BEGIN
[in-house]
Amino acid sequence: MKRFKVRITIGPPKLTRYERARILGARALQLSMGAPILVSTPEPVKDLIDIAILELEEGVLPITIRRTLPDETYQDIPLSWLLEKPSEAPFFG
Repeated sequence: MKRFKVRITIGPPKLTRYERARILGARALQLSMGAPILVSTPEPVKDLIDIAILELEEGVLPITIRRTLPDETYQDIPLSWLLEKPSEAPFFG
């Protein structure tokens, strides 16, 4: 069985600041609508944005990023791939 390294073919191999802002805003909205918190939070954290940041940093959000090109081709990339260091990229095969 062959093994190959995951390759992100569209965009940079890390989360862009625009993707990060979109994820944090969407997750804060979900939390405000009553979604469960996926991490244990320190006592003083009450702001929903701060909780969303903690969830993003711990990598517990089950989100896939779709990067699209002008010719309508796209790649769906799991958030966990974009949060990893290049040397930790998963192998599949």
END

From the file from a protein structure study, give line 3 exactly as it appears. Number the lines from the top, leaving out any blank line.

Repeated sequence: MKRFKVRITIGPPKLTRYERARILGARALQLSMGAPILVSTPEPVKDLIDIAILELEEGVLPITIRRTLPDETYQDIPLSWLLEKPSEAPFFG